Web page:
Are there any restructuring plans?
Many businesses will be reviewing their operations, for example reducing staffing levels, mothballing certain activities, or selling some of the company’s assets. A restructuring provision must be recognised only to the extent that there is a constructive obligation at the balance sheet date (FRS 102.21.11D), alongside the general recognition criteria for provisions.
Will any losses be covered by insurance policies?
Insurance recoveries should be recognised only when virtually certain (FRS 102.21.13). If the insurance recovery is probable at the balance sheet date, a description of the contingent asset and, when practicable, an estimate of the financial effect must be disclosed. If an insurance recovery becomes virtually certain after the balance sheet date, the amount should be disclosed as a non-adjusting post balance sheet event when material (FRS 102.32.2).
Have bank and other loans been renegotiated? Have covenants been breached?
Bank and other loans may require reclassification or remeasurement if terms have been breached or renegotiated at the balance sheet date e.g., transfer from non-current to current liabilities or recalculation of implicit rates of interest.
Have contracts with employees been modified or terminated?
If contracts have been modified or terminated this may have implications for the amount recognised as employment costs to the entity. It may also have an impact on, for example, accrued bonus payments, pension liabilities and share-based payments. There may be additional holiday pay accruals for employees who have been permitted to carry forward statutory annual leave not taken due to COVID-19.
What has been received by way of government assistance?
The government has introduced a range of initiatives to help businesses including the Coronavirus Job Retention Scheme, business rates holidays, grants for certain sectors and government-backed loan arrangements. Government grants may not be recognised until there is reasonable assurance that the entity will (a) comply with the conditions attaching to them and (b) the grants will be received (FRS 102.24.3A). An entity must recognise grants either based on the performance model or the accrual model. Grants related to income are presented as part of profit or loss, either separately or under a general heading such as ‘other income’.
COVID-19-related rent concessions
When rent concessions have been granted as a direct consequence of COVID-19, recent amendments to FRS 102 require a lessee (or lessor) to recognise any change in the operating lease payments (or income) on a systematic basis over the periods that the change is intended to compensate (subject to certain conditions).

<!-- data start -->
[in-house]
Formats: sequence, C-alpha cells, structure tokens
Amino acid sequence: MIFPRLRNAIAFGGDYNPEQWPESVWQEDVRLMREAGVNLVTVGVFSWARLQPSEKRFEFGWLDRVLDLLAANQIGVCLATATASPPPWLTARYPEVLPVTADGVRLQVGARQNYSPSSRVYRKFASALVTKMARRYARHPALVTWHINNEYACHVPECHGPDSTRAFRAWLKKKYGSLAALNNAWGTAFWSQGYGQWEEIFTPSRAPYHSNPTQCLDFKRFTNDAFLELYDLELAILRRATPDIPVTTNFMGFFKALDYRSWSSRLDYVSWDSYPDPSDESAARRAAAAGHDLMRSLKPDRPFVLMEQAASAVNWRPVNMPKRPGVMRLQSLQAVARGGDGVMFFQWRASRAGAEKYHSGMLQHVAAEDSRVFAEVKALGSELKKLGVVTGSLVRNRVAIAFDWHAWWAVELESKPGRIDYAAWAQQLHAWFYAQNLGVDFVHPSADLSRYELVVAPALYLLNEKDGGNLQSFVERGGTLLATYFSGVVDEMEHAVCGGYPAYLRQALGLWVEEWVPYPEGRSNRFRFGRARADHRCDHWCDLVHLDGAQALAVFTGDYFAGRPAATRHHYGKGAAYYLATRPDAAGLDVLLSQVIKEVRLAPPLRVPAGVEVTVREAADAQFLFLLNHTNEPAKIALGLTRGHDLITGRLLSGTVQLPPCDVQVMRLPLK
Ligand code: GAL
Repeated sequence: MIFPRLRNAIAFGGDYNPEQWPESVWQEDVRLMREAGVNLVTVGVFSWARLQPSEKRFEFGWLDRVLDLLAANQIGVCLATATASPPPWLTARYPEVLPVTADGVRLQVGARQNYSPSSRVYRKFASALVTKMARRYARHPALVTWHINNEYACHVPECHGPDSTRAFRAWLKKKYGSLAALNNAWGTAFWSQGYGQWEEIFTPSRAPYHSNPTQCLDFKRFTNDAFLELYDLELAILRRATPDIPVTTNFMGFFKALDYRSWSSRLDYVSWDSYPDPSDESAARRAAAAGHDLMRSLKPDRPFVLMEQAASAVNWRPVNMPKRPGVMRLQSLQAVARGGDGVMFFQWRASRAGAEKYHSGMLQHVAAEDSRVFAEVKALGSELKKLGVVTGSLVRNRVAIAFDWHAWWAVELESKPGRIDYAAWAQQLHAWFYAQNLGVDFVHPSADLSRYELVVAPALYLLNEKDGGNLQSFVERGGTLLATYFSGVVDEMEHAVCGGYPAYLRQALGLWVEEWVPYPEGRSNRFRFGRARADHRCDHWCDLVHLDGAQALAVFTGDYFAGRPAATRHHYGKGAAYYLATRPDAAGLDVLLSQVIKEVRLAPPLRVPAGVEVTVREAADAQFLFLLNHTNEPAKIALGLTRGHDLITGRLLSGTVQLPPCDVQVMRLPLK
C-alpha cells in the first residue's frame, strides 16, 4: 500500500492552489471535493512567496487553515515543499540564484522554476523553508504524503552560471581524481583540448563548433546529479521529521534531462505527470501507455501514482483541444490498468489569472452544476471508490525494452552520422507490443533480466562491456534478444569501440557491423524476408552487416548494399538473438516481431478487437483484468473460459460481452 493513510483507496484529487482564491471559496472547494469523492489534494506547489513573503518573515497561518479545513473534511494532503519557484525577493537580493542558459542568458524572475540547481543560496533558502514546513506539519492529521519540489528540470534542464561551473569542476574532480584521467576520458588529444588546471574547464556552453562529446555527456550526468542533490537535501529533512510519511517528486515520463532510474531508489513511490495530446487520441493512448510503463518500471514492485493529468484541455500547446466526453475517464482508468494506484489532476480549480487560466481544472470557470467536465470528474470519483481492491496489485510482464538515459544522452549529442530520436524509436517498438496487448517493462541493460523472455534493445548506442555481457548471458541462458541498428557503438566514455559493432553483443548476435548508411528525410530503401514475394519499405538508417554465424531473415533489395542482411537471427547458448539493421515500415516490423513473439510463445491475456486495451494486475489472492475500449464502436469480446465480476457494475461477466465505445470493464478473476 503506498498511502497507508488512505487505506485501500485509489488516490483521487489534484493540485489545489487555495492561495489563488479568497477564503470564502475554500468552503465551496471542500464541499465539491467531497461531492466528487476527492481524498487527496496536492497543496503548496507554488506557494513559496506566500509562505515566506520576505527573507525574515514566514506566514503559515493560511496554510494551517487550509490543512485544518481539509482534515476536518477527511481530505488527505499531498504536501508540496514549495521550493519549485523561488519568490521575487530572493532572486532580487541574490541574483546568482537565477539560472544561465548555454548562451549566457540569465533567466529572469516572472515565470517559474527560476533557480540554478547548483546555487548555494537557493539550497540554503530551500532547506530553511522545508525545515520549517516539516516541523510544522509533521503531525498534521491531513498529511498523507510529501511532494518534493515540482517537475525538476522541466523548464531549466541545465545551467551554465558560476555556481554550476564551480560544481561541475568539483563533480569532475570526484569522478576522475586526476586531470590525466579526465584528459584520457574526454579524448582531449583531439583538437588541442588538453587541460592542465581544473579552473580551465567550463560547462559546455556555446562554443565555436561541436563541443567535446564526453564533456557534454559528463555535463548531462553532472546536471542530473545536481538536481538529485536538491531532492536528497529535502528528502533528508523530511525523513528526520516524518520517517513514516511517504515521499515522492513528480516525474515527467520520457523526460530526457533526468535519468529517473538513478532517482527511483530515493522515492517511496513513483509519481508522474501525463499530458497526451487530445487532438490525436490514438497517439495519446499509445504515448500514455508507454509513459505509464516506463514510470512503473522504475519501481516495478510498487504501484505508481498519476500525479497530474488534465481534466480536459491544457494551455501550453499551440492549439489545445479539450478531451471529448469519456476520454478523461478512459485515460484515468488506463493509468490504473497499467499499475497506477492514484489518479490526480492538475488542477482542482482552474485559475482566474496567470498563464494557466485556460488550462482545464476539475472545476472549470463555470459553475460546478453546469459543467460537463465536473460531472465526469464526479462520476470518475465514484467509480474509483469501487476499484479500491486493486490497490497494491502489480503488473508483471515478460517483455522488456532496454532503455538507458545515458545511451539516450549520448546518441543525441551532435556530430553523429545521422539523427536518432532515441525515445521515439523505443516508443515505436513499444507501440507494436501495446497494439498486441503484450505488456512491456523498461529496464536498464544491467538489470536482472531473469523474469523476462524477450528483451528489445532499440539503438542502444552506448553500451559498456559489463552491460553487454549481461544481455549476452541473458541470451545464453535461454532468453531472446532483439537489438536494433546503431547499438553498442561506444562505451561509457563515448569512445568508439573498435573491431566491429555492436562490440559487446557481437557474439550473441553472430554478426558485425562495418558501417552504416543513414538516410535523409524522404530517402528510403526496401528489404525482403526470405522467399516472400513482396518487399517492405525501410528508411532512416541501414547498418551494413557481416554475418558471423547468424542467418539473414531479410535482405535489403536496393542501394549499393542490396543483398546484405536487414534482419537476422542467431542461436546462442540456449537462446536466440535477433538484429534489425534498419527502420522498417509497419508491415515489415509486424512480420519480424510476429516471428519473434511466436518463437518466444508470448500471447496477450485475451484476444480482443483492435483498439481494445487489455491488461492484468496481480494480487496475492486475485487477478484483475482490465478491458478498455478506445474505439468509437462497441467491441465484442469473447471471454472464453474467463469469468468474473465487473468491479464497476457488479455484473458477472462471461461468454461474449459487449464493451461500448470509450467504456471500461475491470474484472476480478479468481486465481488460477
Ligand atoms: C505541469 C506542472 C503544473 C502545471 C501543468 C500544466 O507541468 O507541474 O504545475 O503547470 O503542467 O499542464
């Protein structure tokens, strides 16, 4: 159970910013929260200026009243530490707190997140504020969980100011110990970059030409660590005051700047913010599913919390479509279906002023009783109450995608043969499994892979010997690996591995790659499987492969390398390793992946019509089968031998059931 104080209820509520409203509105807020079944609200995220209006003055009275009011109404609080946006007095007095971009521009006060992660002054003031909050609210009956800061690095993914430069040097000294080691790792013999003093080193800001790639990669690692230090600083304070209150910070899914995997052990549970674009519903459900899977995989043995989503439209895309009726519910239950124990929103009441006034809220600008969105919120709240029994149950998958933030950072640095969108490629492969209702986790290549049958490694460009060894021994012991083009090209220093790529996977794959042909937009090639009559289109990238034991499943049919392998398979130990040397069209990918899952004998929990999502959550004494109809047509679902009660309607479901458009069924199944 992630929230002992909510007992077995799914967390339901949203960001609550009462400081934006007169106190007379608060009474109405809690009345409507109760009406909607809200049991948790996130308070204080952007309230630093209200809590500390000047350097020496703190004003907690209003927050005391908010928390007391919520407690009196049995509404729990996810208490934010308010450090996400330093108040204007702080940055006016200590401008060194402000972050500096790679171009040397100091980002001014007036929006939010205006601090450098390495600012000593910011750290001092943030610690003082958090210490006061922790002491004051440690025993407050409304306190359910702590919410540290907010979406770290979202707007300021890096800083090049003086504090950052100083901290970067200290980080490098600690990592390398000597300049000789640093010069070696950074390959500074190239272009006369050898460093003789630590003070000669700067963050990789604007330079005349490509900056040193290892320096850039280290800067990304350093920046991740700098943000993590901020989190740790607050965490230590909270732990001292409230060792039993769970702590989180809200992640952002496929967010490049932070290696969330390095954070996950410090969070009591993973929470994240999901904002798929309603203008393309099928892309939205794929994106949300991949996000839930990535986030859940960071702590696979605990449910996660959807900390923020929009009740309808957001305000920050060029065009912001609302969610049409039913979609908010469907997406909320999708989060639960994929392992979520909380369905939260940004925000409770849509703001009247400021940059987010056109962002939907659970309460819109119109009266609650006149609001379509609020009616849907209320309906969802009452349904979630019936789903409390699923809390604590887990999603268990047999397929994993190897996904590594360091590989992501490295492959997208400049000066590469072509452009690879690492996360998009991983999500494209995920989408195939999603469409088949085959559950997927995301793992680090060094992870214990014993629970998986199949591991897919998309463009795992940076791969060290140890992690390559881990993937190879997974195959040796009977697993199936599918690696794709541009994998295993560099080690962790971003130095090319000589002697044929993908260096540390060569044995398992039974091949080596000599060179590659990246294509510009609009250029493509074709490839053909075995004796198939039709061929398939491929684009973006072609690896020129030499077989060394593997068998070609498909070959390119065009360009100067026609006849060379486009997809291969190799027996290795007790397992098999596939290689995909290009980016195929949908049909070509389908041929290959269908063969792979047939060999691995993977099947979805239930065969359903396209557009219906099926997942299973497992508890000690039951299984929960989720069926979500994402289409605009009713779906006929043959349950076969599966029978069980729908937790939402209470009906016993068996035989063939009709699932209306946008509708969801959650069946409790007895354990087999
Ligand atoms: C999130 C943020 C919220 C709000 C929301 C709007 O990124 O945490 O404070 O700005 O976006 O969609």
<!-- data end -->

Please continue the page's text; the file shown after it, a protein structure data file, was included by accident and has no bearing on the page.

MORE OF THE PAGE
Are there implications for tax payable and deferred tax?
Some tax liabilities may have been deferred so their classification between current or non-current may need to be reconsidered. Deferred tax assets must be recognised only to the extent that it is probable that they will be recovered against the reversal of deferred tax liabilities or other future taxable profits (FRS 102.29.7).
What needs to be disclosed?
Disclosure requirements vary according to the size of the entity and whether it applies to Section 1A Small Entities. However, all accounts are required to give a true and fair view.
Disclosures may be necessary for key judgements in applying accounting policies, new accounting policies e.g., government grants, and key sources of estimation uncertainty when disclosure is required by FRS 102 or for companies subject to the requirements of FRS 102 Section 1A to meet the objective of giving a true and fair view.
In these times of significant uncertainty, it has never been more important to be transparent about risks faced and the assumptions used and making the disclosures as specific to the business as possible.
If management concludes that the entity is a going concern, but is aware, in making its assessment, of material uncertainties related to events or conditions that cast significant doubt upon the entity’s ability to continue as a going concern, details of those uncertainties must be disclosed (FRS 102.3.9).
Dividends and other distributions
Directors will need to consider whether they can lawfully pay dividends (e.g., under rules on distributable profits and capital maintenance) and, if they can, whether they ought to do so (e.g., considering possible reputational issues, particularly when the company has benefited from substantial government assistance). The law is complex.